It's been 10 days since the couple have answered police questions on "things that we believe only they would know about," Kansas City police spokesman Steve Young said.
The child's mother, Deborah Bradley, has given television interviews since then, including at least two in which she said she had been drinking the night Lisa disappeared and may have blacked out.
"Our focus has always been and remains to find this girl," Young said. "And as I said before, we strongly believe that their complete cooperation and communication with detectives is critical for that to happen."
Bradley and the child's father, Jeremy Irwin, said he arrived home from a night shift Oct. 4 to find the front door unlocked, the house lights on, a window tampered with and the baby gone. Police, FBI agents, officers from area law enforcement agencies and even the Missouri National Guard, have searched the family's home, neighborhood, nearby wooded areas, a landfill and abandoned homes. Police have refused to discuss any evidence gathered in the searches, saying only that they remain without a suspect.
On Tuesday, police crime scene technicians and detectives went over a wooded area east of the family's home.
As the searches continue without any arrests, attention has turned to Bradley and her network interviews. She told NBC that she was drunk the night she last saw her baby and that she did not see the baby after putting her to bed at about 6:40 p.m. -- roughly four hours earlier than the time she originally gave police. She didn't explain the difference.
Her lawyer, Joe Tacopina, did not return messages seeking comment Tuesday. On Monday, he said the parents were done giving media interviews, but he insisted they were innocent.
"I don't recall in recent history anyone under this umbrella of suspicion be so open and forthright, warts and all, regarding the events. Because they have nothing to hide," Tacopina said.
He added later that Bradley's admissions about drinking "goes to her credibility."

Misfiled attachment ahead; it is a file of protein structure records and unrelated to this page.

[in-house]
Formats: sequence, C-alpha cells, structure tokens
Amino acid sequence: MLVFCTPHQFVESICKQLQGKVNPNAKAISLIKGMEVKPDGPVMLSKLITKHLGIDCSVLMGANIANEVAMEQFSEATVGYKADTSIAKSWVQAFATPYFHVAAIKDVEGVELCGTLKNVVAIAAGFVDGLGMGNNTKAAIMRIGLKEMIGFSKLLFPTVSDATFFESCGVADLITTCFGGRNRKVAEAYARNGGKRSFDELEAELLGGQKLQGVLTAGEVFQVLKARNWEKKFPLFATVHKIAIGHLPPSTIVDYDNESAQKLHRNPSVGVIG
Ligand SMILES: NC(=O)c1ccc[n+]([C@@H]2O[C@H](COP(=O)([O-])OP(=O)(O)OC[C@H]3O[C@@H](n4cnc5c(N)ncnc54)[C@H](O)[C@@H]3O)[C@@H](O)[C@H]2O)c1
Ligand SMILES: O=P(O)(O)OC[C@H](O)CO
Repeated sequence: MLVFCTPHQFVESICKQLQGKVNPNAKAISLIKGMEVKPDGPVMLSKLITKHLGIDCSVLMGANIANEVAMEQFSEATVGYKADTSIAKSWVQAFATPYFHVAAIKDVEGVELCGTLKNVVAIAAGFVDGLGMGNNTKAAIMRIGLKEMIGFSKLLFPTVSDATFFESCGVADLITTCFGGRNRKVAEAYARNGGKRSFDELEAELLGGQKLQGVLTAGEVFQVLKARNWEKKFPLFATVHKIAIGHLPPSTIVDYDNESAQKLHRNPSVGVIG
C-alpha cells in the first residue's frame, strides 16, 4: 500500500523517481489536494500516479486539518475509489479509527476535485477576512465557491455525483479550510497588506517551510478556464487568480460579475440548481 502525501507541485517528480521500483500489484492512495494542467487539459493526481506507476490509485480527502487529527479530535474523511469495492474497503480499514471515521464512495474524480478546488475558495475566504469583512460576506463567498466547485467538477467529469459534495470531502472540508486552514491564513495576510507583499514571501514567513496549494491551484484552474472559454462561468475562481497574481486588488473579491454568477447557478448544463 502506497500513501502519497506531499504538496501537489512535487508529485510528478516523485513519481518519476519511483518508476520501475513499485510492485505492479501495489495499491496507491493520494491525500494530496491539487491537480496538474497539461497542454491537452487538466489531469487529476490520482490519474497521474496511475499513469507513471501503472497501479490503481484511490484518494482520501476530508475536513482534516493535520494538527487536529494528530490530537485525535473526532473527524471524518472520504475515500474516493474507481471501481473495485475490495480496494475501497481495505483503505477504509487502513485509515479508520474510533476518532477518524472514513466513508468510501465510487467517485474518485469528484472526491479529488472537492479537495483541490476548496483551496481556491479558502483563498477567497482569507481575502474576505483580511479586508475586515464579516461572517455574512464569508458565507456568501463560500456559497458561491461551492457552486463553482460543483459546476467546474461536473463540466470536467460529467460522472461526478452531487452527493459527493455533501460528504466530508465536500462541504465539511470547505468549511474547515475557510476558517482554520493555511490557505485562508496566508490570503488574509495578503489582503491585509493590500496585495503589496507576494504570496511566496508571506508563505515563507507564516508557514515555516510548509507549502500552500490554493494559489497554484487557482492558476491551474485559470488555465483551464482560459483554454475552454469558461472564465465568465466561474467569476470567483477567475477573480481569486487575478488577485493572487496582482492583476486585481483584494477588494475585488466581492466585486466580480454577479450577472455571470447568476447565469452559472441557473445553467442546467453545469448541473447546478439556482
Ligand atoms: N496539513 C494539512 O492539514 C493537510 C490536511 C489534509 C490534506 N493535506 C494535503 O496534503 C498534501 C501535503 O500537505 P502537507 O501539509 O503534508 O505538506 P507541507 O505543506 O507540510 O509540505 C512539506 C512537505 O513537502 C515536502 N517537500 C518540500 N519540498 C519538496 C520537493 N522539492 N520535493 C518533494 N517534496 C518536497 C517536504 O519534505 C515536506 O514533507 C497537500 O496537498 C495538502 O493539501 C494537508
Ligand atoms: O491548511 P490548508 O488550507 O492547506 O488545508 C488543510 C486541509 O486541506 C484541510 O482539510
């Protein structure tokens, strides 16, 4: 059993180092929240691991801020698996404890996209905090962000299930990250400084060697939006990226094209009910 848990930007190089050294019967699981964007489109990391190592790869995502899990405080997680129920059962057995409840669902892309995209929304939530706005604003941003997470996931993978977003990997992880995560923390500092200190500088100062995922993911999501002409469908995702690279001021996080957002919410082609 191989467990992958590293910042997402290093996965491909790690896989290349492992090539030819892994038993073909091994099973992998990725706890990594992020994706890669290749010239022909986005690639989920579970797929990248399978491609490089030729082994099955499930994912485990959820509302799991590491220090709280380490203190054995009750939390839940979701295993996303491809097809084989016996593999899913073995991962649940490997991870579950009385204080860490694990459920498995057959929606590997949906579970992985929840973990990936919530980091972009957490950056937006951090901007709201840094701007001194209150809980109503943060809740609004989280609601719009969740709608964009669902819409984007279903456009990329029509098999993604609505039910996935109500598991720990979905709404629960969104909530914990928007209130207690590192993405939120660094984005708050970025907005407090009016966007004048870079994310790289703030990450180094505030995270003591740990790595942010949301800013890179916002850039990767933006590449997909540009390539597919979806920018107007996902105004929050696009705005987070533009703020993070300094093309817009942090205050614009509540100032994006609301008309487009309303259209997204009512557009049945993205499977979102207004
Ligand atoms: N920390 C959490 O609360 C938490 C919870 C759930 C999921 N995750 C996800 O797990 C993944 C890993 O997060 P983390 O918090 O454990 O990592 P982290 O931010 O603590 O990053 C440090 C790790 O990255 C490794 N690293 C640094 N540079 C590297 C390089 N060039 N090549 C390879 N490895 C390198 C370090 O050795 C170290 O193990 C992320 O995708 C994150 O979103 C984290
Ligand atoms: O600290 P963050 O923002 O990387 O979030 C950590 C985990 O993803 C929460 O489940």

"That's something she was willing to tell the truth about even if it didn't make her look good because she's got nothing to hide," he said.
Jeff Lanza, a retired FBI special agent, said the manner in which the child's disappearance has unfolded publicly has been "bizarre" and may have reduced public support for the parents.
"The fact that they've been on national TV so much ... the fact that they've been out there so much and then publicly changing their story, or she is publicly changing the story, is very surprising," Lanza said.
"On the one hand, they're trying to keep the story in the news, but being interviewed on national TV by seasoned interviewers ... you probably should be shying away from doing something like that," he said. "You're trying to gain public support, and you could be detracting from public support."
Kansas City residents in and around the family's neighborhood attended prayer vigils, fanned out in searches and handed out fliers featuring a picture of Lisa after she disappeared.
But while police continue their hunt, many neighbors, weary of the steady media presence on their quiet winding road, have stopped talking to reporters. A small group patrolled the street over the weekend but didn't want to talk to the media.
Joe Robinson, 53, of Kansas City, has been handing out fliers to the steady stream of gawkers who slowly drive by the family's home, where well-wishers have placed stuffed animals and handmade signs expressing love and concern for the missing baby.
Robinson said he has been trying to drum up community support but without much success.
"People want to accuse people, and nobody wants to get involved," Robinson said. "It makes me cry. ... When you hear somebody's missing somewhere, the community needs to get together."